Reviews | Written by Tommy James 06/07/2019



Serving notice with 2008’s Bronson, Nicolas Winding Refn broke into the public consciousness with Drive, which proved to be as much of a vehicle for the Danish director himself as it did for leading man Ryan Gosling. For his first onslaught into television, Refn opts to push the envelope even further, resulting in an unnerving experience that is relentless in its successful pursuit of both discomfort and disturbia.

Miles Teller portrays Martin, a cop from LA struggling with grief following the murder of his partner (said murder takes place within the first 5 minutes of episode 1 – it’s hard to feel sympathy given that the slain officer was killed while casually contemplating carrying out the execution of his overly clingy mistress), who finds himself acting as a vigilante of sorts for a supernatural underworld crime ring. Martin is ordered by the bad guys to take out the even badder guys – all while serving as a police officer by day. A particularly memorable scene involving a far-right motivational speech from his boss at the station makes a Trump rally look like Jackanory and will leave you wondering who the bad guys really are – not even a ukulele accompaniment can disguise the horrifying and jarring rhetoric.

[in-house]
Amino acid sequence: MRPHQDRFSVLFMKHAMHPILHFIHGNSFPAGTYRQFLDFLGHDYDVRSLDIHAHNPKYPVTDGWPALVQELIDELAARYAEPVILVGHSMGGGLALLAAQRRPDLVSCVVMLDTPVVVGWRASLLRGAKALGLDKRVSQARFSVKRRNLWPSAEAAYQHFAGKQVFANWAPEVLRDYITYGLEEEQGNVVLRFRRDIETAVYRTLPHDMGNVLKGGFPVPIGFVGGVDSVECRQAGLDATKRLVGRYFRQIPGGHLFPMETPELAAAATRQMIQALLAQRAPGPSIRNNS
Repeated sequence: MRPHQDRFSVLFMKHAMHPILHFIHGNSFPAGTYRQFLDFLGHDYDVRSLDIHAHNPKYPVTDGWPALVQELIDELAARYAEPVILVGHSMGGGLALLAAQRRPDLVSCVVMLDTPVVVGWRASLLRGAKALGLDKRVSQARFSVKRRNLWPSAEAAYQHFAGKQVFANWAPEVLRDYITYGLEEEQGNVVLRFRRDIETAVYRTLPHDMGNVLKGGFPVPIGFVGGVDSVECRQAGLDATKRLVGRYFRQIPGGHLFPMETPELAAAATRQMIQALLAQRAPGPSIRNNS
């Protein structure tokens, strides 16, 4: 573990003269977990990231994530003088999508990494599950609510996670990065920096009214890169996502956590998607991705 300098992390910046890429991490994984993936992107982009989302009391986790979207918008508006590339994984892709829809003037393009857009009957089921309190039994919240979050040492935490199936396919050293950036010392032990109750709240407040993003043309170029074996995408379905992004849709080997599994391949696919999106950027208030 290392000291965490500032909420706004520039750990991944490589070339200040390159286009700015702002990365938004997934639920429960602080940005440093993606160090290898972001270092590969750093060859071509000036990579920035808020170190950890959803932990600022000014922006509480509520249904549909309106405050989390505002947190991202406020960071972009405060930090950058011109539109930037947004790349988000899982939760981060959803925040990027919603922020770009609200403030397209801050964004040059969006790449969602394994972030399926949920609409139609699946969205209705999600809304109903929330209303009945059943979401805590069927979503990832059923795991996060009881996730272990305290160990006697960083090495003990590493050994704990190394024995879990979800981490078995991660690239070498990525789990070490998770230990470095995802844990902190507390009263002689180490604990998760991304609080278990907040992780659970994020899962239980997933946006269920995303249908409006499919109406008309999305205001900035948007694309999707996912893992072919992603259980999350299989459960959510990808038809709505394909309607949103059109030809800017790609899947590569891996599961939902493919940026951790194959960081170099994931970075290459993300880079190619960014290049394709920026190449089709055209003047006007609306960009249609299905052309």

Teller is a standout in the kind of heavy, disaffected role that has eluded his film career thus far. His scenes with fellow anti-crusader Viggo (John Hawkes) and unsuitable teenage love interest Janey (Nell Tiger Free) reveal hidden, understated depths and are compelling bright spots in what is often a bleary and uncomfortable ride.

The series makes the most of the freedom afforded to it by being hosted on Amazon; but while boundary-pushing nudity, violence, and unapologetic misogyny could be expected on a platform free from the restrictions of network television, there are times when it’s hard not to wish for the moments of decency that Broadcasting Standards would insist on. The score - courtesy of longtime Refn collaborator Cliff Martinez – does exactly what it’s supposed to; lures you in, makes you jump, and demands you keep watching. The inclusion of electro-pop ‘n’ punk staples Goldfrapp and Frankie Miller provide a welcome burst of energy into what can sometimes be an eerily still experience.

Make no mistake, Too Old to Die Young is the televisual embodiment of the monster that lurks under your bed. The supernatural series is gloomy but intense, dark yet somehow neon; peppered with flickering pinks and greens that do little to distract from the lump-in-throat trepidation that Refn invokes by forcing his audience on a slow, grinding journey littered with unsettling pit-stops that is to be endured rather than enjoyed.

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